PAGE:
If we were to remake the world in the image of the wound, would we have our choice of wounds? The boy’s wound was the world’s, but was the world’s the boy’s? Barthes writes:
for us the “subject” (since Christianity) is the one who suffers: where there is a wound, there is a subject: die Wunde! die Wunde! says Parsifal, thereby becoming “himself”; and the deeper the wound, at the body’s center (at the “heart”), the more the subject becomes a subject: for the subject is intimacy (“The wound…is of a frightful intimacy”). Such is love’s wound: a radical chasm (at the “roots” of being), which cannot be closed…
The modern city, as Baudelaire knew, opens this chasm, “love’s wound,” in us.
The city: scarred space.
But a poem is also a chasm “which cannot be closed.” Robert Creeley once told the story of a woman who approached him after a reading only to say, charmed and all to meet him, that she couldn’t get around the violence in his work. When he insisted that he did not write violent poems, that the woman was mistaken, she cited as evidence his poem “For love—I would/ split open your head and put/ a candle in/ behind the eyes.” How to explain, Creeley wondered, that the gesture the poem makes is anything but violent. That the woman had seen a wound, but it wasn’t the poem’s, that the poem was itself the affliction of the wound, a record of its infliction. Its violence consisted of this: to be violated, to violate with its own violation.
A radical chasm, the poet’s death is on display—in a diorama as it were. Enjambed or not, upon the page: the lines like scars, since the world accretes in our wounds. But what sort of world do I imply when I say—and this to the dust, since I am still alone—die, die, die, die, die?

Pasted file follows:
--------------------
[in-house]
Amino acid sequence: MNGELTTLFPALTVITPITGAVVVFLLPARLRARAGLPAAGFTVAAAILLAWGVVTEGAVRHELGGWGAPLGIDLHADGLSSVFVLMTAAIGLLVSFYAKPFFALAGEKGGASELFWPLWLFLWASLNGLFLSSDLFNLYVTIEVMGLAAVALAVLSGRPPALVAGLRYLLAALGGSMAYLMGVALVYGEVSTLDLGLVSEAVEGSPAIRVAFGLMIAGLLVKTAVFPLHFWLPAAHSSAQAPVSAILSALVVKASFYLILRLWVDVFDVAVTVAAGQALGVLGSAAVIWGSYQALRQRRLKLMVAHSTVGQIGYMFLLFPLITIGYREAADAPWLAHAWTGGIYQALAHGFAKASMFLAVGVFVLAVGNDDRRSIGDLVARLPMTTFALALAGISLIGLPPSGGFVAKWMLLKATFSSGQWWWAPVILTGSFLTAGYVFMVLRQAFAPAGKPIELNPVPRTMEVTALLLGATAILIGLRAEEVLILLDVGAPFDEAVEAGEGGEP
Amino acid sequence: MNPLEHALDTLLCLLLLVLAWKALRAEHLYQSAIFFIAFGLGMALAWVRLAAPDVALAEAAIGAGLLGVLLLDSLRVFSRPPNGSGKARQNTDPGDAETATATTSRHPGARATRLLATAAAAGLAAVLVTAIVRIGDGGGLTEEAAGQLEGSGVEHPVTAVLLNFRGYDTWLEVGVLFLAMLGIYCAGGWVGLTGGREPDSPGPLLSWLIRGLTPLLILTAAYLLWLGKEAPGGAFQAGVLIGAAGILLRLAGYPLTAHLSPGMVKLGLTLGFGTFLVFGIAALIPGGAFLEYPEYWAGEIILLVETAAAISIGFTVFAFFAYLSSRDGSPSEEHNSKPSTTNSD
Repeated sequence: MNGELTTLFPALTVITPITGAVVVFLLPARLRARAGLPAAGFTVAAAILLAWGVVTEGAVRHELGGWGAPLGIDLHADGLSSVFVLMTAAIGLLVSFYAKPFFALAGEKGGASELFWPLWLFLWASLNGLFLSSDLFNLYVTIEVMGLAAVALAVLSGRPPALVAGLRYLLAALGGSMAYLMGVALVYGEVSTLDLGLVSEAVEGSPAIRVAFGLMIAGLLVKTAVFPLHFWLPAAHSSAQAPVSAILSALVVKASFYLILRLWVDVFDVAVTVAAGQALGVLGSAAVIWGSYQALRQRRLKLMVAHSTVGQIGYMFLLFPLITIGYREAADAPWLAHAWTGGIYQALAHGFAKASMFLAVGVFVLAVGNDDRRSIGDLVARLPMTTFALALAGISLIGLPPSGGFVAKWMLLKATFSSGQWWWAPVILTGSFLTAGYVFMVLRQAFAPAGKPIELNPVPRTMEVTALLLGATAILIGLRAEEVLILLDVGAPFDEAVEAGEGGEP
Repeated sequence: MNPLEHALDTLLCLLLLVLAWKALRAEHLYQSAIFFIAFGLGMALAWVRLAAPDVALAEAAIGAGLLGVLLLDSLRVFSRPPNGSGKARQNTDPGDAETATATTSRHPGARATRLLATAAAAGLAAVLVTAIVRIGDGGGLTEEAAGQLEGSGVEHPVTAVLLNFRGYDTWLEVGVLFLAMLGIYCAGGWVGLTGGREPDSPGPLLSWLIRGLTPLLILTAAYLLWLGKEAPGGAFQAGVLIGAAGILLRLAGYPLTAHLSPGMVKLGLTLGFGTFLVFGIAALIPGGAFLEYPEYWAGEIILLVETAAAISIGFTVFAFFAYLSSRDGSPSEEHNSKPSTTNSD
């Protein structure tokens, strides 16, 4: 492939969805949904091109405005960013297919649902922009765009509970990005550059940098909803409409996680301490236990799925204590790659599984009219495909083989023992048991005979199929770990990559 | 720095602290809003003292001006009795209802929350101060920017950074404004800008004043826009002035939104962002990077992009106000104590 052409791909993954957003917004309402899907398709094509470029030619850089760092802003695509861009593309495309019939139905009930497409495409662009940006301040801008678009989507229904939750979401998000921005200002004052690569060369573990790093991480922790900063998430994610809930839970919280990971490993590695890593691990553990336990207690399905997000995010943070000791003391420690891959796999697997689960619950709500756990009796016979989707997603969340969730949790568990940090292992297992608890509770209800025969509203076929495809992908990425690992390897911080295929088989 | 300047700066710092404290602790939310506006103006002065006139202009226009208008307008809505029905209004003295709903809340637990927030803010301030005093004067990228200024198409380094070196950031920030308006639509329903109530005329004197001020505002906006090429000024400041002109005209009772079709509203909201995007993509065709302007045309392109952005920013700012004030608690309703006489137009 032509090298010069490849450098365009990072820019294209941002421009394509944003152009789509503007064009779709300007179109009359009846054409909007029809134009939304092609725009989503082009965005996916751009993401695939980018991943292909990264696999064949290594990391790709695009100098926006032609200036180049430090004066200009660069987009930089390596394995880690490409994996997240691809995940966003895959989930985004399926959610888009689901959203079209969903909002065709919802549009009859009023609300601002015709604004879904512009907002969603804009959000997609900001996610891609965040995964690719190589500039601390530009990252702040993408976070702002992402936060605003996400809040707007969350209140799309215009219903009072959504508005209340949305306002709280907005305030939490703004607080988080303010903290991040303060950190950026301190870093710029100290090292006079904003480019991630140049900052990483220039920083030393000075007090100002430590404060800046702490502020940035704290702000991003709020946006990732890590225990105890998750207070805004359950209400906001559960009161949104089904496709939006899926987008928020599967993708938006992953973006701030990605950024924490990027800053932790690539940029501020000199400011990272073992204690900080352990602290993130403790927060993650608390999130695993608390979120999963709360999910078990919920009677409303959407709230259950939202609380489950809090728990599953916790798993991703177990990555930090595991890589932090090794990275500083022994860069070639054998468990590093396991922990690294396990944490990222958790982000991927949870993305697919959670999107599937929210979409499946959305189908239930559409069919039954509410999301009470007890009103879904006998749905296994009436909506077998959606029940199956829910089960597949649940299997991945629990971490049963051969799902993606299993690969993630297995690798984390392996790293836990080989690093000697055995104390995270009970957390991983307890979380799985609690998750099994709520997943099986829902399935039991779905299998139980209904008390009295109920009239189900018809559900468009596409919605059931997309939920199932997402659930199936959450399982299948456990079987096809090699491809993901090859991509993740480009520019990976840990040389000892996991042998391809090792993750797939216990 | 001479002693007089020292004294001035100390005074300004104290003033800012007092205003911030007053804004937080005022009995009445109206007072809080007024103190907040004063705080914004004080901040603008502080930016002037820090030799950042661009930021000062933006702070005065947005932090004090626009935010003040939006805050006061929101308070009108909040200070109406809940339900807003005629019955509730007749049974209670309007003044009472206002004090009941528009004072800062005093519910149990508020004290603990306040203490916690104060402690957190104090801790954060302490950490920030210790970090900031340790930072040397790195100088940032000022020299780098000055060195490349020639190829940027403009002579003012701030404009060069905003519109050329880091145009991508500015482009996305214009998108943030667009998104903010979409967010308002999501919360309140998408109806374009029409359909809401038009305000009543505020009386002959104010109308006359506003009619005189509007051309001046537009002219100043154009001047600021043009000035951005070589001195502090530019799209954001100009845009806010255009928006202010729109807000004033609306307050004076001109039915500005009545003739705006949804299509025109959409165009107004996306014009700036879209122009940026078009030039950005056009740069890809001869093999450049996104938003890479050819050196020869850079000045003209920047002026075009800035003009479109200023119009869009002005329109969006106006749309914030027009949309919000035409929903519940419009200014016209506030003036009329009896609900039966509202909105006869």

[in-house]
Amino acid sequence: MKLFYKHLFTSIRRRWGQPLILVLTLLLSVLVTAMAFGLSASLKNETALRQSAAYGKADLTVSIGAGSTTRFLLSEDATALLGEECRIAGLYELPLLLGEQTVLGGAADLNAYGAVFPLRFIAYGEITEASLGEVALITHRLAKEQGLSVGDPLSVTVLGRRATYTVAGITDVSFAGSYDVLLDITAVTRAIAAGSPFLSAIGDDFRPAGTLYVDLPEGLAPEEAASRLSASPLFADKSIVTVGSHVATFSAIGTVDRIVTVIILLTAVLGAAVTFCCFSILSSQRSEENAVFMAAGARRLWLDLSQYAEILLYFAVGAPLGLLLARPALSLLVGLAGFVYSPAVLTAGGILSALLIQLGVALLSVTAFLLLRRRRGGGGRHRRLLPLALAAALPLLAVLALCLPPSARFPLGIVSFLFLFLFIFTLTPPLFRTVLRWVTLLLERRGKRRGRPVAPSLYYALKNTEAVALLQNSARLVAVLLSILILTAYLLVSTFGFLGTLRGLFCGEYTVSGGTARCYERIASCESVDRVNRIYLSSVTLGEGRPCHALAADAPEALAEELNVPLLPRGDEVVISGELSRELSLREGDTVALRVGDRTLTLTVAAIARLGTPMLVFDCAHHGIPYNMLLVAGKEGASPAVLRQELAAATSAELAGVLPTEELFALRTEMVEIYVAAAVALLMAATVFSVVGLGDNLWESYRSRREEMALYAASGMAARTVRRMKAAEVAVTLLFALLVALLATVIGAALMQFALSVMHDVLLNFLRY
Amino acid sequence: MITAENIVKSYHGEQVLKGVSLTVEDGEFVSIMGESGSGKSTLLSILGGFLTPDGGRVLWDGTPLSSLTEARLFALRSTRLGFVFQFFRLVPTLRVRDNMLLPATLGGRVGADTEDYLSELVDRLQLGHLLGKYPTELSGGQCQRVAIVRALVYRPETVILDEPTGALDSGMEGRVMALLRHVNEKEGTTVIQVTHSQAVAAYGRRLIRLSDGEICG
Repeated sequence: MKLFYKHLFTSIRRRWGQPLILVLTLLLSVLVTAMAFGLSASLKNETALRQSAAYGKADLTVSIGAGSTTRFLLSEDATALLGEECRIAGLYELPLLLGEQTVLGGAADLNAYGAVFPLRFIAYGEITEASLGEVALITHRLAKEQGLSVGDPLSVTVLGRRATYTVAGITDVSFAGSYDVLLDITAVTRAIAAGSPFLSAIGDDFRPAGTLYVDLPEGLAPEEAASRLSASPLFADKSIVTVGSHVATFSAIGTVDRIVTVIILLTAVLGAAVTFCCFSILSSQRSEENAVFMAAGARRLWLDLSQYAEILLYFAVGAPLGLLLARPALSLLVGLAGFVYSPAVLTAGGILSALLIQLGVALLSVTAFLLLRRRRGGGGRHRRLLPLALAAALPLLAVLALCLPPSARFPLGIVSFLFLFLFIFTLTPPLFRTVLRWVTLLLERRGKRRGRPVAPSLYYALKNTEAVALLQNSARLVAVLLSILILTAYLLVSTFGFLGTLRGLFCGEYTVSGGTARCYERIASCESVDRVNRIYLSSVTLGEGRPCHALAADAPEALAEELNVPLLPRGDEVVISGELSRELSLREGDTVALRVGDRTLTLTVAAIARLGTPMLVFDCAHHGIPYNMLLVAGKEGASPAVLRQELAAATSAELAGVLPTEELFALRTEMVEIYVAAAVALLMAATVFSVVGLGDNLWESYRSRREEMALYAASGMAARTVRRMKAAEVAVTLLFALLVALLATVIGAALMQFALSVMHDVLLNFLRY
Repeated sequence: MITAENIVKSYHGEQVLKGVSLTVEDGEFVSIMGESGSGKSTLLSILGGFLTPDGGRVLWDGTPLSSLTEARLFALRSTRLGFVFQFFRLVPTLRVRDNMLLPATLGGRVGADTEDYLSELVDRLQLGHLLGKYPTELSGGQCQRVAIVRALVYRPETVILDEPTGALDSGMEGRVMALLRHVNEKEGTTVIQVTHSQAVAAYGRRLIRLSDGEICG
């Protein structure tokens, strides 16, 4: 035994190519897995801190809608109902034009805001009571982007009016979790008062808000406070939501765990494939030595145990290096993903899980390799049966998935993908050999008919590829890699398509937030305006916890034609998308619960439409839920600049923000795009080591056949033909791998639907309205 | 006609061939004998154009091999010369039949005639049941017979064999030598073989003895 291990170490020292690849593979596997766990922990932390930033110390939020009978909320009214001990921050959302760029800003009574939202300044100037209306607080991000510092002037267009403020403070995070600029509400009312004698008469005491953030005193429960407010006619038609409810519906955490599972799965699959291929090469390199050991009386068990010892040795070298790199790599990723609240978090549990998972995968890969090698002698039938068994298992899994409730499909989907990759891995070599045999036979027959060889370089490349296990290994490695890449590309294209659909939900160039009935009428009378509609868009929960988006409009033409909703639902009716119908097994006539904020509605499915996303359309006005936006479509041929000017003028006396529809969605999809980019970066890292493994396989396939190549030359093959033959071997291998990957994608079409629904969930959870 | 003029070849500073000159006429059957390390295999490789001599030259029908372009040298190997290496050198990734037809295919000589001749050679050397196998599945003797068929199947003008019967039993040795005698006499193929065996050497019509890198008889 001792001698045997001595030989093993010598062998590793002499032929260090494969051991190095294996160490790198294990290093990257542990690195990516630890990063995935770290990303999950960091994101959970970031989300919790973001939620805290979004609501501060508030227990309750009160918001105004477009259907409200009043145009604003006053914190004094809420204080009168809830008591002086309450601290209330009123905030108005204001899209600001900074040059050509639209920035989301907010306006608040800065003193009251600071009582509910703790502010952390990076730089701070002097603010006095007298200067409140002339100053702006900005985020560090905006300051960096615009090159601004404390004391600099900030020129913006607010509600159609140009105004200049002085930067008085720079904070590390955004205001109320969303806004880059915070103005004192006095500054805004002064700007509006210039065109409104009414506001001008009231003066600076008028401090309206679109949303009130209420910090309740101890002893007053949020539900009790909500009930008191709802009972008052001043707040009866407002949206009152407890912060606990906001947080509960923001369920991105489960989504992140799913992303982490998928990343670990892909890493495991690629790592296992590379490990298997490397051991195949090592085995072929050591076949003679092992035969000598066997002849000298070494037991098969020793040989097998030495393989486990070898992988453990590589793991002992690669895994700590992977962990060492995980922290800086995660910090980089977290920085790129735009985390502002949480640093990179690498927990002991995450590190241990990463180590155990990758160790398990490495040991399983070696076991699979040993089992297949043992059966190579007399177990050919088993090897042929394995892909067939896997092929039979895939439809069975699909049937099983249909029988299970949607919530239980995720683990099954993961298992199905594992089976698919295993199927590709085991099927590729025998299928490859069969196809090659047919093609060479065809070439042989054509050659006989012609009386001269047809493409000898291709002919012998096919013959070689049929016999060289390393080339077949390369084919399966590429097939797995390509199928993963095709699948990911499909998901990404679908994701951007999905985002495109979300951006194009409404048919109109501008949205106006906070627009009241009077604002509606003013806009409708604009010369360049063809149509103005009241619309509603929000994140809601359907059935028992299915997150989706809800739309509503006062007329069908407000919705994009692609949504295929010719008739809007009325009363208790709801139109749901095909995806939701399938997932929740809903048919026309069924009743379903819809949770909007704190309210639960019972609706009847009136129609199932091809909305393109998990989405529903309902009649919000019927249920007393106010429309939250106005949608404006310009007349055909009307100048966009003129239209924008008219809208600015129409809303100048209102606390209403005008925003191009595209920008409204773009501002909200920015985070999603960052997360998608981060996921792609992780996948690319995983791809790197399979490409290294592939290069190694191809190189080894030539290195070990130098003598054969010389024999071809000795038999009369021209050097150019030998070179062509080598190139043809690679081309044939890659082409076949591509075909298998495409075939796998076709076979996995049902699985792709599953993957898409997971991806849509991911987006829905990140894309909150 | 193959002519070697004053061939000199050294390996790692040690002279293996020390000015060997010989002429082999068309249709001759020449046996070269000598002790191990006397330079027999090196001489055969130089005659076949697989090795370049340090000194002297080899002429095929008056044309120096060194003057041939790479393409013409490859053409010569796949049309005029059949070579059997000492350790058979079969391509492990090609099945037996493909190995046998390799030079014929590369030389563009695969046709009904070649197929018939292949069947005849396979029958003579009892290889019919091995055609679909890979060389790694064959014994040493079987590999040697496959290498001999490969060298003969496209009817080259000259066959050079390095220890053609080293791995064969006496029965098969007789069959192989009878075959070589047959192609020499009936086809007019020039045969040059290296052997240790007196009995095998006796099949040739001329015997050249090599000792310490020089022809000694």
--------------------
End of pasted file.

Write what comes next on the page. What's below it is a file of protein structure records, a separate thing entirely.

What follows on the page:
Is that a candle there, behind my eyes?
Giorgio Agamben writes that the poem is a product of a tension between sound and sense—that an opposition inheres between a metrical limit and a semantic one. This differentiates, he argues, the poem from “mere” prose, but, he continues, it is to prose the poem returns when it ends. When the poem recedes into silence, or when sound, as it approaches that ultimate caesura, resolves itself to mean.
Have our cities so resolved themselves? Was the sound of the universe as it expanded out that of enjambing little lines or of sentences and streets ordered to an end? If it’s the latter, then the action was its explanation, its meaning, and poetry—from the Greek word for “making”—was the first (and most distracting) human invention.
But if it’s the other way around, then there is only an implied connection between the explosion of matter and what that matter means—between the wound and the world. The universe, like the poem, would consist of a tension between how it acts and what it says; our cities, too, would be the product of such a tension: how we move in them and how they move in us. And so, itself born of violence, my “P” would be less of an inscription than it would wound the world in a reciprocal relation. A ghost of itself, of its origins, it would violate with its own violation.
The universe explodes, but it’s billions of years before the construction of Central Park begins, before I ask if different sounds make different worlds. All is violence, the world is violence—and we, both violators and violating—but can this writing, like my walking, erase its beginnings in violence, even as it presses inexorably towards its own end?
It’s true that a city can and often does erase itself, but can a person erase his wounds? Or do they haunt him, like the ghosts of old selves, drowned cities? At what point will the city stop saying die—much less carving it—even as, and especially because, it continues to do so? At what point does a street curve back on itself, at what point does a ghost eat its own tail?